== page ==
Remodeling projects often start out small. Maybe a new paint color in the kitchen would be nice. Or new hardware. How about a new light?! And sometimes these projects snowball and take on a life of their own. Anne in Kansas City, Missouri, liked her kitchen, yet after much deliberation, she decided to jump in with both feet for a full-scale renovation.
“We live in a 1940 Tudor Revival home,” Anne explains. “We gutted the original kitchen and reworked the entire space.” The changes included removing a wall between the breakfast nook and the kitchen, moving an interior doorway, and moving and expanding the exterior doorway. Through it all, Anne strived to protect the integrity of the home’s period architecture within the new design all while staying within her budget.Read More
Gut remodel. The very words conjure up images of chaos, exposed studs, electrical boxes hanging, and lots of dust on bare floors. And when the target is the kitchen, take-out containers are definitely in the mix. Along with the headaches, a gut remodel also presents an opportunity to create a new space, save good bones, and right the wrongs from previous remodels.
For Maura in West Philadelphia, Pennsylvania, the gut remodel of her kitchen offered the chance to open up a dark space and create a bright, inviting area that pays homage to the character of the late 1800s-era building where her condo is located. Maura chronicled the Great Kitchen Renovation of 2014 for her blog The Projectory.Read More
Designers often talk about an “anchor” as they summon their creative muses. That one piece in a space where your eye is drawn, that other elements play off of, and becomes a focal point in a room.
Stephanie of Virginia Beach, Virginia, found the anchor for her new home before she ever signed the closing papers.
“I fell in love with this light at first glance and never looked back,” Stephanie says. “In fact, our entire downstairs color scheme was chosen around these lights.” Stephanie is a wife, mother of two, and the author of Simply Swider, a DIY blog. She discovered Barn Light Electric when reading a design blog and fell in love with the Primary Schoolhouse Stem Mount Light. Although she had no need for lighting at the time, she knew that one day, she would design her kitchen around that light.Read More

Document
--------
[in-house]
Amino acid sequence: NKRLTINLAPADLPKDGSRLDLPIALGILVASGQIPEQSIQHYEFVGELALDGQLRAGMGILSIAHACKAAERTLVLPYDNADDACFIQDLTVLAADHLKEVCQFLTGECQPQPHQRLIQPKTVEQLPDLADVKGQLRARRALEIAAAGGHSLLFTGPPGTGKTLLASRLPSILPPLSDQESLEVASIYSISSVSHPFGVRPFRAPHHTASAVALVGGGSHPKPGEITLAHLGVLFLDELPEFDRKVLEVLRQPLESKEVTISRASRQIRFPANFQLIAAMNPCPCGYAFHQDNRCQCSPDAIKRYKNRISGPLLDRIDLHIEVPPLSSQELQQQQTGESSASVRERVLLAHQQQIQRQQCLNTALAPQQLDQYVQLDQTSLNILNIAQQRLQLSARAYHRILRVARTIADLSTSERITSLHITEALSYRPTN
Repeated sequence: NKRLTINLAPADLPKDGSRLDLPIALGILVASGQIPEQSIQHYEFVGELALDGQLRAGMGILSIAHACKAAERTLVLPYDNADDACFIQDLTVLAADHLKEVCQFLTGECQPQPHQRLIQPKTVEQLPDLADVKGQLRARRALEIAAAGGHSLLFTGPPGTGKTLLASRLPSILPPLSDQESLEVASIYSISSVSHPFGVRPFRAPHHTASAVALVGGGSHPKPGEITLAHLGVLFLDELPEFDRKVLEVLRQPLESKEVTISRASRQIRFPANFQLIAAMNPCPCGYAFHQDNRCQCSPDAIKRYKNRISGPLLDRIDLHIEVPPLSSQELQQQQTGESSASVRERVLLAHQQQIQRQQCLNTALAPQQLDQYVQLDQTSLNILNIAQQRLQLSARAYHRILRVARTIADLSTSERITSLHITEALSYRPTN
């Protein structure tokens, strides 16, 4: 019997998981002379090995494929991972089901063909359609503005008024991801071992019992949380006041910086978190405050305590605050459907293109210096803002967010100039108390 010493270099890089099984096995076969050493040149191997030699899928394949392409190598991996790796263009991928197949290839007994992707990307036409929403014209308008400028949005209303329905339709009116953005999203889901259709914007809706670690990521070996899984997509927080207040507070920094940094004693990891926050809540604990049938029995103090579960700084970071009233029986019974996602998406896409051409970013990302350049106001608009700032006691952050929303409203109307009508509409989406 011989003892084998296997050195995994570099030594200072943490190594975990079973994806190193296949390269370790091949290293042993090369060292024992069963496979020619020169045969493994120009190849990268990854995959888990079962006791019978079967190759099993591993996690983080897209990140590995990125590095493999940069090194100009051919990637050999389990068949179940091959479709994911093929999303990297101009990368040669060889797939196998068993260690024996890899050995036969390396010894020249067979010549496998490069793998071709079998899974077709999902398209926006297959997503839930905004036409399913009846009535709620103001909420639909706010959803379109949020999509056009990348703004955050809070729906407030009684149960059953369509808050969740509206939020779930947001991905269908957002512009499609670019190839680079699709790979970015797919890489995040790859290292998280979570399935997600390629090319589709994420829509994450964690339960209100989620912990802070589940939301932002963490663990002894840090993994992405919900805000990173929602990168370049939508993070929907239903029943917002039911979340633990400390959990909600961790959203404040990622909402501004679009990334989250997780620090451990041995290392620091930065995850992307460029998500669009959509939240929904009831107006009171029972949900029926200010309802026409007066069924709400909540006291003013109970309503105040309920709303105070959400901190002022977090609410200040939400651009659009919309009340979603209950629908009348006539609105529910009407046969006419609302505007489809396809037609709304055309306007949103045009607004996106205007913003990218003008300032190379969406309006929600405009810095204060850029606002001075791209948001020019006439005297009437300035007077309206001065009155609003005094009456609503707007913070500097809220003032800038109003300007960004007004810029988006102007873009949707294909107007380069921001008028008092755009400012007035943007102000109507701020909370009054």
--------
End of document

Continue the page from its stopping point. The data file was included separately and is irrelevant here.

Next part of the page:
Schoolhouse lighting was a staple in public buildings in the mid 20th century when bare light bulbs on cords were first covered by opaque glass shades. At the new Cooperstown Distillery, located in historic Cooperstown, New York, the owners remodeled an old warehouse and chose schoolhouse lights to give the space a distinctive mid century look.
“The building has served as a warehouse for carriage building, a Rotary meeting house, and most recently a grain storage building,” says Gene Marra, owner and distiller. “It took six months to prepare the space but the actual distillery business was five years in the making.”
A fully operational distillery producing the finest varietals of bourbon, gin and vodka, Cooperstown Distillery celebrates the history and culture of Cooperstown and America’s favorite pastime.
Gene chose the Primary Schoolhouse Stem Mount Pendant to highlight the main room which is used for special events such as weddings, dinners, fundraisers, private parties and even film fest screenings.
“We needed to light the warehouse-type space but wanted to add some nostalgic charm,” Gene says. “The schoolhouse pendants perfectly filled the void in the ‘air space’ and the black bands add a little pop. People notice and admire them more.” The large size ceiling pendants are customized with a galvanized stem and opaque painted bands of Black.
The American made Primary Schoolhouse Light features hand spun glass and a rugged stem mount that is suitable for damp locations.
Behind the bar, Gene chose 10″ Angle Shade Gooseneck Sign Lights to bring attention to their signage and logo.
“We chose the black goosenecks because they are very striking against our wood and stainless logo,” Gene says. “And since they’re mounted close to the ceiling, they cast plenty of light downward.” Inspired by vintage sign lights, these angled shades can handle up to a 200 watt bulb so they offer plenty of light for signs, landscaping, and other facade details.
“What we like most about our lights is that they are functional, reliable, attractive, and are of good quality,” Gene says. “They allowed us to add some character and nostalgia to our space without losing functionality.”
Photos courtesy of Cooperstown Distillery and Richard Walker PhotoRead More
Designers love to push the envelope sometimes and take risks with interior decorating. For this kitchen renovation in Decatur, Georgia, the client couldn’t be happier with the creative work of Julie Holloway and Anisa Darnell of Milk and Honey Home. In a bold move, the duo chose some classic angle shades for over the kitchen sink. “We know they are typically used for outdoor sign lighting, but we just love the old vintage feel they give,” explains Anisa. “We needed a sconce that would have a long enough arm to stick out past the shelf over the window and reflect back onto the collection of dishes. And the angle shade did just that! It was a risk worth taking!”Read More